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Catalysis Letters

, Volume 146, Issue 4, pp 851–860 | Cite as

Dicyclohexylmethane as a Liquid Organic Hydrogen Carrier: A Model Study on the Dehydrogenation Mechanism over Pd(111)

  • M. Amende
  • C. Gleichweit
  • T. Xu
  • O. Höfert
  • M. Koch
  • P. Wasserscheid
  • H.-P. Steinrück
  • Christian Papp
  • Jörg Libuda
Article

Abstract

We have studied the dehydrogenation of the liquid organic hydrogen carrier (LOHC) dicyclohexylmethane (DCHM) to diphenylmethane (DPM) and its side reactions on a Pd(111) single crystal surface. The adsorption and thermal evolution of both DPM and DCHM was measured in situ in ultrahigh vacuum (UHV) using synchrotron radiation-based high-resolution X-ray photoelectron spectroscopy (HR-XPS). We found that after deposition at 170 K, the hydrogen-lean DPM undergoes C-H bond scission at the methylene bridge at 200 K and, starting at 360 K, complete dehydrogenation of the phenyl rings occurs. Above 600 K, atomic carbon incorporates into the Pd bulk. For the hydrogen-rich DCHM, the first stable dehydrogenation intermediate, a double π-allylic species, forms already at 190 K. Until 340 K, further dehydrogenation of the phenyl rings and of the methylene bridge occurs, yielding the same intermediate that is formed upon heating of DPM to this temperature, that is, DPM dehydrogenated at the methylene bridge. The onset for the complete dehydrogenation of this intermediate occurs at a much higher temperature than after adsorption of DPM. This behavior is mainly attributed to coadsorbed hydrogen from DCHM dehydrogenation. The results are discussed in comparison to our previous study of DPM and DCHM on Pt(111) revealing strong material dependencies.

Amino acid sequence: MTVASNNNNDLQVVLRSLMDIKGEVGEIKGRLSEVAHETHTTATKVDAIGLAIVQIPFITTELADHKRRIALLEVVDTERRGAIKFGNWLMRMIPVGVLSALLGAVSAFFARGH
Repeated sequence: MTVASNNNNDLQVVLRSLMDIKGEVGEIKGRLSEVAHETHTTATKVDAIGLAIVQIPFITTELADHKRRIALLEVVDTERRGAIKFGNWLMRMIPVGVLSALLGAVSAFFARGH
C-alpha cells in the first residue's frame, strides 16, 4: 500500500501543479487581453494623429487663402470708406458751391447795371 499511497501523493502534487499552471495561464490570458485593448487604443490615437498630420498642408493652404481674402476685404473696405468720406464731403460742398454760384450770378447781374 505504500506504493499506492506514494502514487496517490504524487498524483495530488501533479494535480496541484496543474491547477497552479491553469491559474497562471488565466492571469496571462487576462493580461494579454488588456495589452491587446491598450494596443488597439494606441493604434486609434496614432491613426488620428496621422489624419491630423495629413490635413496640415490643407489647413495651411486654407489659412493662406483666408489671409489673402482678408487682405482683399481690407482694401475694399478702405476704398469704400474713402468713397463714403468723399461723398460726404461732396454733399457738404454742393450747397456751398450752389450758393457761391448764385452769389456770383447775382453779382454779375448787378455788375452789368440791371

Graphical Abstract

Keywords

Liquid organic hydrogen carrier X-ray photoelectron spectroscopy Model catalysis 

Notes

Acknowledgments

The authors acknowledge financial support by the Deutsche Forschungsgemeinschaft (DFG) within the Excellence Cluster “Engineering of Advanced Materials” in the framework of the excellence initiative. The present work was supported by BMW Forschung und Technik GmbH. T. X. is grateful for a PhD scholarship from China Scholarship Council (CSC). P.W. acknowledges support by the ERC through his Advanced Investigator Grant (No. 267376). The European Union (COST Action CM 1104), the DFG and the Fonds der Chemischen Industrie are gratefully acknowledged for further support. The authors thank the BESSY staff for support during the beamtime and the Helmholtz-Zentrum Berlin for travel support and the allocation of synchrotron beamtime.

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Copyright information

© Springer Science+Business Media New York 2016

Authors and Affiliations

  • M. Amende
    • 1
  • C. Gleichweit
    • 1
  • T. Xu
    • 1
  • O. Höfert
    • 1
  • M. Koch
    • 2
  • P. Wasserscheid
    • 2
    • 3
    • 4
  • H.-P. Steinrück
    • 1
    • 3
  • Christian Papp
    • 1
  • Jörg Libuda
    • 1
    • 3
  1. 1.Lehrstuhl für Physikalische Chemie IIFriedrich-Alexander-Universität Erlangen-NürnbergErlangenGermany
  2. 2.Lehrstuhl für Chemische ReaktionstechnikFriedrich-Alexander-Universität Erlangen-NürnbergErlangenGermany
  3. 3.Erlangen Catalysis Resource CenterFriedrich-Alexander-Universität Erlangen-NürnbergErlangenGermany
  4. 4.Forschungszentrum Jülich, Helmholtz-Institut Erlangen-Nürnberg für Erneuerbare Energien (IEK 11)ErlangenGermany

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